( 2015 )

I participated in the Choreographic Coding Lab's New York edition in collaboration with Stream Gao and Gene Han

The Choreographic Coding Lab (CCL) format offers unique opportunities of exchange and collaboration for digital media ‘code savvy’ artists who have an interest in translating aspects of choreography and dance into digital form and applying choreographic thinking to their own practice. Working with patterns in movement scores and structures through finding, generating and applying them with results ranging from prototypes for artworks to new plug-ins for working with dance related datasets. CCLs also seek to support a sustainable collaborative practice among its participants encouraging ongoing exchange in a growing artistic research community.

CCLs are an outcome of Motion Bank, a four-year research project of The Forsythe Company focused on the creation of online digital scores with guest choreographers.

For the New York edition of the CCL, we created prototype software for editing choreography.  Dance, unlike other forms of art, is ephemeral.  With most other mediums, an artist undergoes the act of creating the artwork, and the artwork remains following the completion of the act.  We wanted to develop a way for choreographers and dancers to capture, but also edit, their performances.  Throughout the workshop, several dancers were recorded using the Vicon motion capture system.  We fed this raw data into a custom-built Cinder application in JSON format.  We created a system for visualizing the data, with the ability to apply different visual effects using the graphical user interface (GUI). The user is able to add multiple dancers, and alter the speed of the data's playback, thus creating a new piece of choreography, or a new performance, but combining separate individual performances into a cohesive whole.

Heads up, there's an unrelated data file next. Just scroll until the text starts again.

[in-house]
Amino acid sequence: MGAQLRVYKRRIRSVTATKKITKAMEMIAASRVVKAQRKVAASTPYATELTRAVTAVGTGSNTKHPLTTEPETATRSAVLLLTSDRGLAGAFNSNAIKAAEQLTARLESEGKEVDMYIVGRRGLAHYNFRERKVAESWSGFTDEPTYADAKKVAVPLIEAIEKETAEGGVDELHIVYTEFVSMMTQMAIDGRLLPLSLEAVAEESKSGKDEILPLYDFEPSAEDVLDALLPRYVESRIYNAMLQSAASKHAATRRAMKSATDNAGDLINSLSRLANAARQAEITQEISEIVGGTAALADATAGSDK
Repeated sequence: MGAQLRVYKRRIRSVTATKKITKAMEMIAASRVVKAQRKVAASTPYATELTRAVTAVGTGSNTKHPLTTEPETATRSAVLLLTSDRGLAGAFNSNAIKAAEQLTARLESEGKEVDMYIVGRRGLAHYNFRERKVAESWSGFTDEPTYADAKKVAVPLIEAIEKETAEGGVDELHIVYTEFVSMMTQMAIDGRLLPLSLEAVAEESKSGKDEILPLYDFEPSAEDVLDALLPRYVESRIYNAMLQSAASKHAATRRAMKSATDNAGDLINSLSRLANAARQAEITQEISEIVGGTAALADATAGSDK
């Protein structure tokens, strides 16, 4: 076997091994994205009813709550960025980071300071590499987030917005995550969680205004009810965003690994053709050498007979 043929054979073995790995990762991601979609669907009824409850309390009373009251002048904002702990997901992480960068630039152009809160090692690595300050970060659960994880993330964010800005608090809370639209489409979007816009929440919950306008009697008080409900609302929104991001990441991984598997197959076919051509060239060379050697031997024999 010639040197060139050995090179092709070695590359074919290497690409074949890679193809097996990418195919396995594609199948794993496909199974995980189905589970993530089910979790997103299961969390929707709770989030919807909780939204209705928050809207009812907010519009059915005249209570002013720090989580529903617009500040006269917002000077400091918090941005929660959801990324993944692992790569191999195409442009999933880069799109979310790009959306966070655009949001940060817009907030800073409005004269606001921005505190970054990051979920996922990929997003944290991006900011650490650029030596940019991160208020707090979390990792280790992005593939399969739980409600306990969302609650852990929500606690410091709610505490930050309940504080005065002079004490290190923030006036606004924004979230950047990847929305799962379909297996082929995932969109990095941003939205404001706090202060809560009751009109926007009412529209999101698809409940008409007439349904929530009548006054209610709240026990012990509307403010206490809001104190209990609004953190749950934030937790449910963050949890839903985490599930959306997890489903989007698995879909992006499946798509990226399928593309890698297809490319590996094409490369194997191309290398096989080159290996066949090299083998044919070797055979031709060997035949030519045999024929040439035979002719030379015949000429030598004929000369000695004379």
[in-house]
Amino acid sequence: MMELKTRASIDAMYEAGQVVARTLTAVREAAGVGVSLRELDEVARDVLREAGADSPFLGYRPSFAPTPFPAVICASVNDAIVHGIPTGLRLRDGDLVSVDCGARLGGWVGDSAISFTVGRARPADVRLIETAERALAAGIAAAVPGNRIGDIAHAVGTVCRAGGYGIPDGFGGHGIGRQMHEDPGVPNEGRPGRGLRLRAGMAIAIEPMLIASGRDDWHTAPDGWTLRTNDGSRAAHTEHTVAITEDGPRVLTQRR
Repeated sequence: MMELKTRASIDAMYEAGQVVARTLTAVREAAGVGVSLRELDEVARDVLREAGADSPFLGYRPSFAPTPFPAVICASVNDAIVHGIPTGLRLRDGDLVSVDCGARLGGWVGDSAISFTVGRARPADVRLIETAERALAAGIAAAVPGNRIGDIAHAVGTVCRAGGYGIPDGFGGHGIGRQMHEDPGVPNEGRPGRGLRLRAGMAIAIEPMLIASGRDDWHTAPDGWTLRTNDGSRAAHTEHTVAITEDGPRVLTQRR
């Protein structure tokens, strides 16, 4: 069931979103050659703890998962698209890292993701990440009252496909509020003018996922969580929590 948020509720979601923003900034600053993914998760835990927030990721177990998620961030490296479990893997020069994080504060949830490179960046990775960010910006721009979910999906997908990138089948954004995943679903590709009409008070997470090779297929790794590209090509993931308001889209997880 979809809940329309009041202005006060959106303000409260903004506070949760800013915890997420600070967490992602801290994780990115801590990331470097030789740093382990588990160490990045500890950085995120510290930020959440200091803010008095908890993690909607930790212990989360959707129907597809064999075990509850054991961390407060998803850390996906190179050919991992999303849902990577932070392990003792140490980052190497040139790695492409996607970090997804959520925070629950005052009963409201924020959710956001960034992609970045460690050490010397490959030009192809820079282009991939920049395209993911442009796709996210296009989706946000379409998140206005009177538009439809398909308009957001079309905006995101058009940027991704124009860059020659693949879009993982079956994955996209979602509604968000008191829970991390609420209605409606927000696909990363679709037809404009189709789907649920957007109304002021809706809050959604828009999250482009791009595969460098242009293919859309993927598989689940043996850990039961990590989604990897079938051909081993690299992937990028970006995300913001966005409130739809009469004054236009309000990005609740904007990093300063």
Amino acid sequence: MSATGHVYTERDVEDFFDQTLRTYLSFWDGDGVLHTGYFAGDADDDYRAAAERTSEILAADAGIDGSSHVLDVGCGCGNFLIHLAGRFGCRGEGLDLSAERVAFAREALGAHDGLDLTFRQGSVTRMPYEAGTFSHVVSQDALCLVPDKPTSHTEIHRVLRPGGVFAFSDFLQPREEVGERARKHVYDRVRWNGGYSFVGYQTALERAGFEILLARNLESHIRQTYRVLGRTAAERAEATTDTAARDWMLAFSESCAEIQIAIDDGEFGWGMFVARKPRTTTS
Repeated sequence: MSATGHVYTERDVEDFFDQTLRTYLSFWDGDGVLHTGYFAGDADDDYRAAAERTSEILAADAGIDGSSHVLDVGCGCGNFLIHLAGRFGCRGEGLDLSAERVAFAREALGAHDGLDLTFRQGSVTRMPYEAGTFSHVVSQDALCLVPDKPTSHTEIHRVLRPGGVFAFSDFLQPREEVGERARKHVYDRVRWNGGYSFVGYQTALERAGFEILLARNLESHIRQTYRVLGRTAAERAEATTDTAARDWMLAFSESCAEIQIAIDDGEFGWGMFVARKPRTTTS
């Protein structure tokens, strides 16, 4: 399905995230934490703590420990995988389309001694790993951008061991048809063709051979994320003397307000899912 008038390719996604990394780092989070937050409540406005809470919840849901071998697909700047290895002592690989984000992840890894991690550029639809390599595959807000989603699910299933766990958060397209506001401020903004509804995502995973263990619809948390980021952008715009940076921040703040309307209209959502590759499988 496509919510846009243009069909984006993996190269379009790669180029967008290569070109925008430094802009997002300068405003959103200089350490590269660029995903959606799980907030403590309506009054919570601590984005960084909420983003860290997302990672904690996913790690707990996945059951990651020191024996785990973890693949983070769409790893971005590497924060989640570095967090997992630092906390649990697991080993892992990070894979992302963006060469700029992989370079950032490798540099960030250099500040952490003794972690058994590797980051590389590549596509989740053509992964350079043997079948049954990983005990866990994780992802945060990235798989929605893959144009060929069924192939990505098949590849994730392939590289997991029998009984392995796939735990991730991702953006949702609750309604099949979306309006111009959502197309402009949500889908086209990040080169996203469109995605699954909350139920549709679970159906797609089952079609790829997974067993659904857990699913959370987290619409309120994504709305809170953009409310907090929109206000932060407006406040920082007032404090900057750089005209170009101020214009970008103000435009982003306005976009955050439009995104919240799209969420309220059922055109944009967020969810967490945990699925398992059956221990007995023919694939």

Technology Stack

Cinder, C++, GLSL, Vicon Motion Capture System

The code is available on Github